Hairspray (1988): I came to this after seeing the musical, which made for some interesting dissonance. Although this is the original film, I find myself almost unwittingly thinking of it as an "alternate" story to the musical's "true" one. I also just enjoyed the musical more, thanks largely to the cast. (Divine has presence, but still seemed too aware of the camera.) The China Syndrome (1979): One of the standout thrillers reflecting the bleak 1970s back on itself, anchored by a typically memorable and multi-faceted performance from Jack Lemmon. He has to walk so many wires with his character here: smart enough to do his job, but also smart enough to realize when things are going bad; canny enough to reach out to the reporter (Jane Fonda), but also honest enough to try and flirt with her. He's tangible in a way few actors are. The One I Love (2014): It's amazing the depth and distance that quality writing, directing, and acting can create in a movie that only has three characters. Godzilla (2014) (half-finished): Laughably inept. As the lead, Aaron Taylor-Johnson seems unable to express any single recognizable emotion. His own father dies right in front of him, and he resorts to running his hands through his hair; five minutes later, it's as if it never happened. A clumsy, overplotted blockbuster that uses effects as an excuse to string together boring plot points, with no consideration of acting, writing, or narrative thrust. I turned it off around the one-hour mark because I didn't want to waste a second hour of my life on it. The Two Faces of January (2014): I could probably watch Oscar Isaac do anything. Going Clear: Scientology and the Prison of Belief (2015): Never underestimate the power of evil to manipulate the desperate. Rewatches: — The Hunt for Red October — Get Shorty: One of the more enjoyable movies about the movies, in part because its idea of "the movies" resides in a pleasant alternate universe that broke from ours sometime in the 1960s. Shlocky monster horror is mainstream, superheroes are unseen, and YA franchises don't even exist.
Life Itself (2014): The best moments were those that touched on Roger Ebert as a man at war with himself: aware of his limitations and vices, working to live with them. Sinatra: All or Nothing at All (2015): This Alex Gibney doc doesn’t hit nearly as hard as his Going Clear did, but that’s the price you pay for access to estate materials. Nicely structured, though, weaving through Sinatra’s “farewell” concert and looping out to different parts of his life. We Own the Night (2007): This was only my second James Gray film (after the stellar The Immigrant), and it was fantastic. It's a solidly built drama about crime and family, and a blend of classic and modern style. Showrunners: The Art of Running a TV Show (2014): The inadvertent comedy of the redundant title was the first sign that there wouldn’t be much worth exploring here. Far too pat. X-Men: Days of Future Past (2014): They’re really determined to keep making these. Marnie (1964): Sexually bizarre, but a great thriller. That applies to a lot of Hitchcock. Strangers on a Train (1951): Told you. Rewatches: — Wag the Dog: A movie this dark was never going to be widely accepted. But its strength comes in part from its willingness to follow through on the awful conceit of its story: that people determined to fabricate a war to save a presidency wouldn't hesitate to eliminate anyone who would threaten their operation. — Jerry Maguire: Absolutely holds up.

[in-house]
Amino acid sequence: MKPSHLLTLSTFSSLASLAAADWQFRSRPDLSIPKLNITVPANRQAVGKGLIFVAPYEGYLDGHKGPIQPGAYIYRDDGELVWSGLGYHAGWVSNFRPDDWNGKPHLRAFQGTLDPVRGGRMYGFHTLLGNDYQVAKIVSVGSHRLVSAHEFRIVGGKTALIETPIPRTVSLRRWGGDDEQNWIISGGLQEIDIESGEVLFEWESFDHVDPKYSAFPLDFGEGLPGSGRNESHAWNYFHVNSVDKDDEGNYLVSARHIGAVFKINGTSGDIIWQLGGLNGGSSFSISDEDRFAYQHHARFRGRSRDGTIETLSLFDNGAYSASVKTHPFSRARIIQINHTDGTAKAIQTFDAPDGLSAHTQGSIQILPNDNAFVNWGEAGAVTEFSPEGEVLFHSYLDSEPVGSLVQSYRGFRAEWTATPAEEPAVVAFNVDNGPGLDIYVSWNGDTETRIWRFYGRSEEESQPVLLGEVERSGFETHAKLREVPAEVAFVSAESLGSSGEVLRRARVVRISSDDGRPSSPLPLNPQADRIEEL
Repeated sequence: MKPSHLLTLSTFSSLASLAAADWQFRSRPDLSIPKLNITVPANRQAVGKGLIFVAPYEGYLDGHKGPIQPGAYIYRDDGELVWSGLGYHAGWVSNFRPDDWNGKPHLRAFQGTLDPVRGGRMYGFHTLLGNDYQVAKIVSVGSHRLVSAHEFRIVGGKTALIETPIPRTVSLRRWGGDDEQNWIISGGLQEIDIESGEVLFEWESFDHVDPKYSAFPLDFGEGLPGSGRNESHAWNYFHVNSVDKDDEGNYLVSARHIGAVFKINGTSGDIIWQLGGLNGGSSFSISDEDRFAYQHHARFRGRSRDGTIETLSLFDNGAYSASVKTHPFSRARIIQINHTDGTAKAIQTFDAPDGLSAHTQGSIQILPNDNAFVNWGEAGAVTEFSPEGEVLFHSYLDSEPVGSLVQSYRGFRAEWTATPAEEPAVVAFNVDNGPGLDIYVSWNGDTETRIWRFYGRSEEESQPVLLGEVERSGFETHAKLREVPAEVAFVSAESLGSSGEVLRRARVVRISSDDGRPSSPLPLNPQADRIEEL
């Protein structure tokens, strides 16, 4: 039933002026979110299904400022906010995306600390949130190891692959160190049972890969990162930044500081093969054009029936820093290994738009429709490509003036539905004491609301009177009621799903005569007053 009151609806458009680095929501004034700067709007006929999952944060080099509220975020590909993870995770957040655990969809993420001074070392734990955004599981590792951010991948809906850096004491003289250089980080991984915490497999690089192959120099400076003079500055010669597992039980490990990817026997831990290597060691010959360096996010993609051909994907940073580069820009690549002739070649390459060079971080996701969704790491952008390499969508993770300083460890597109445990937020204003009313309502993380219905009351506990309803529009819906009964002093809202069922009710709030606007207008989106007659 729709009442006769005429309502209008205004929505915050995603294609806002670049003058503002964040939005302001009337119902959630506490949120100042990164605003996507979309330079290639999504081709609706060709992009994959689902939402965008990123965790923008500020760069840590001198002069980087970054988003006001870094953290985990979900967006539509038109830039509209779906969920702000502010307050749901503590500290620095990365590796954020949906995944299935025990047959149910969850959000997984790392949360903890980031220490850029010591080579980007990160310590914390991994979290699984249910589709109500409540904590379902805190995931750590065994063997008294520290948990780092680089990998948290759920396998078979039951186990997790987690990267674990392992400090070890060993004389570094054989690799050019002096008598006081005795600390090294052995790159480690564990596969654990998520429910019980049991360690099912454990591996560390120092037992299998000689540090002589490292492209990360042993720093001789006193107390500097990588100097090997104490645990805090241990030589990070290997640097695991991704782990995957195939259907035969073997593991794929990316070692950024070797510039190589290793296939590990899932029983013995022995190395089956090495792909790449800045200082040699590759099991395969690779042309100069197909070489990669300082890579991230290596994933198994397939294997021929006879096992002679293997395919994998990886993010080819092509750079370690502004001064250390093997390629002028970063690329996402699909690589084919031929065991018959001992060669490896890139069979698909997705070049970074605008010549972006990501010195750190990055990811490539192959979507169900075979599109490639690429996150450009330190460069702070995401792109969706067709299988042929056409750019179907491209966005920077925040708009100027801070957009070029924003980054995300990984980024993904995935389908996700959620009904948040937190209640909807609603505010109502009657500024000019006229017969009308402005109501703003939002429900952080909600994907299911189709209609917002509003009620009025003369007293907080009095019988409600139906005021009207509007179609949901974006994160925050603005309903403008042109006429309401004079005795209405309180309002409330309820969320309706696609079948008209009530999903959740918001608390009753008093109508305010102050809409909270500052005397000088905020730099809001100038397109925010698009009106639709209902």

Elizabethtown (2005): Better than its reputation; weaker than its predecessors. Ex Machina (2015): Chilling, gripping science fiction with a genuine head on its shoulders. Oscar Isaac has now ascended to the level of treasured national resource. We Bought a Zoo (2011): Doesn’t even feel like a Cameron Crowe movie. It’s weird and almost unsettling that the same guy who did Say Anything… did this. The Rundown (2003) Rewatches: — Wet Hot American Summer: A+ for comedy, Beth. — Best in Show: Guest's second best.
An American in Paris (1951): Gene Kelly was superhuman. The plot's not as memorable as some of his other musicals, but the ballet in the final act is every bit the masterpiece. Rewatches: — Nightcrawler: Queasy and beautiful. Makes total sense that writer-director Dan Gilroy's brother Tony did Michael Clayton. That's an ideal double-bill. — High Fidelity: Cusack is the perfect hesitant shitheel.
The Way of the Gun (2000): A little overly “gritty” in that late-1990s kind of way, but still engaging. Black Rock (2013): A great, grim, quick little thriller. It works in part because it starts so innocuously, and twists so suddenly into horror. Mission: Impossible — Rogue Nation (2015): The ideal summer entertainment. Light, slick, funny, bracing. Rewatches: — Mission: Impossible: Almost twenty years on, and still a tight, winning action movie. The set pieces feel almost small compared with where the series (and action cinema in general) has gone, but they've lost none of their punch.